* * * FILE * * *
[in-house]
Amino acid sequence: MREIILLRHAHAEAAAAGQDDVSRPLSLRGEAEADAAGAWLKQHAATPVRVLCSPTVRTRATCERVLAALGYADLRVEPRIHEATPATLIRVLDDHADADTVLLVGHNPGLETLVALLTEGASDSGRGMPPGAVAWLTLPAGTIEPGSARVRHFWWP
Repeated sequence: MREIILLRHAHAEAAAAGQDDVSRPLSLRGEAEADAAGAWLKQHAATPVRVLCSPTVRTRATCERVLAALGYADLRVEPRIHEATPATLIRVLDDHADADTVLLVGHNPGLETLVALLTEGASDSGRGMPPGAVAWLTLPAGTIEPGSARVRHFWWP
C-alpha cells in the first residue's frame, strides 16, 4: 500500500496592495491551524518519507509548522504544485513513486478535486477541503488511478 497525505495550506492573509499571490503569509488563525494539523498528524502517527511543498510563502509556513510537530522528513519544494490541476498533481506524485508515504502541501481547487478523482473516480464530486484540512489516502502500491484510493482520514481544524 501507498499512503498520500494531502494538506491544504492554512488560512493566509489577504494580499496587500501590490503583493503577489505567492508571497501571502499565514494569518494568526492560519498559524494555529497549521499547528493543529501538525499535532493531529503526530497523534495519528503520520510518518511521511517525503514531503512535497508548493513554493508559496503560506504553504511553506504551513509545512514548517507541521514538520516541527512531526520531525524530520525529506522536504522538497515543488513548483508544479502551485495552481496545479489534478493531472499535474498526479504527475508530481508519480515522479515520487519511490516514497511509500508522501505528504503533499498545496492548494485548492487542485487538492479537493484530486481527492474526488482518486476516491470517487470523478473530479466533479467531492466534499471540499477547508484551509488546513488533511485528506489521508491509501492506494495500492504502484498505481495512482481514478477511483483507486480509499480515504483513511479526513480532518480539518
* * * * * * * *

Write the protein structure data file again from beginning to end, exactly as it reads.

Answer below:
[in-house]
Amino acid sequence: MREIILLRHAHAEAAAAGQDDVSRPLSLRGEAEADAAGAWLKQHAATPVRVLCSPTVRTRATCERVLAALGYADLRVEPRIHEATPATLIRVLDDHADADTVLLVGHNPGLETLVALLTEGASDSGRGMPPGAVAWLTLPAGTIEPGSARVRHFWWP
Repeated sequence: MREIILLRHAHAEAAAAGQDDVSRPLSLRGEAEADAAGAWLKQHAATPVRVLCSPTVRTRATCERVLAALGYADLRVEPRIHEATPATLIRVLDDHADADTVLLVGHNPGLETLVALLTEGASDSGRGMPPGAVAWLTLPAGTIEPGSARVRHFWWP
C-alpha cells in the first residue's frame, strides 16, 4: 500500500496592495491551524518519507509548522504544485513513486478535486477541503488511478 497525505495550506492573509499571490503569509488563525494539523498528524502517527511543498510563502509556513510537530522528513519544494490541476498533481506524485508515504502541501481547487478523482473516480464530486484540512489516502502500491484510493482520514481544524 501507498499512503498520500494531502494538506491544504492554512488560512493566509489577504494580499496587500501590490503583493503577489505567492508571497501571502499565514494569518494568526492560519498559524494555529497549521499547528493543529501538525499535532493531529503526530497523534495519528503520520510518518511521511517525503514531503512535497508548493513554493508559496503560506504553504511553506504551513509545512514548517507541521514538520516541527512531526520531525524530520525529506522536504522538497515543488513548483508544479502551485495552481496545479489534478493531472499535474498526479504527475508530481508519480515522479515520487519511490516514497511509500508522501505528504503533499498545496492548494485548492487542485487538492479537493484530486481527492474526488482518486476516491470517487470523478473530479466533479467531492466534499471540499477547508484551509488546513488533511485528506489521508491509501492506494495500492504502484498505481495512482481514478477511483483507486480509499480515504483513511479526513480532518480539518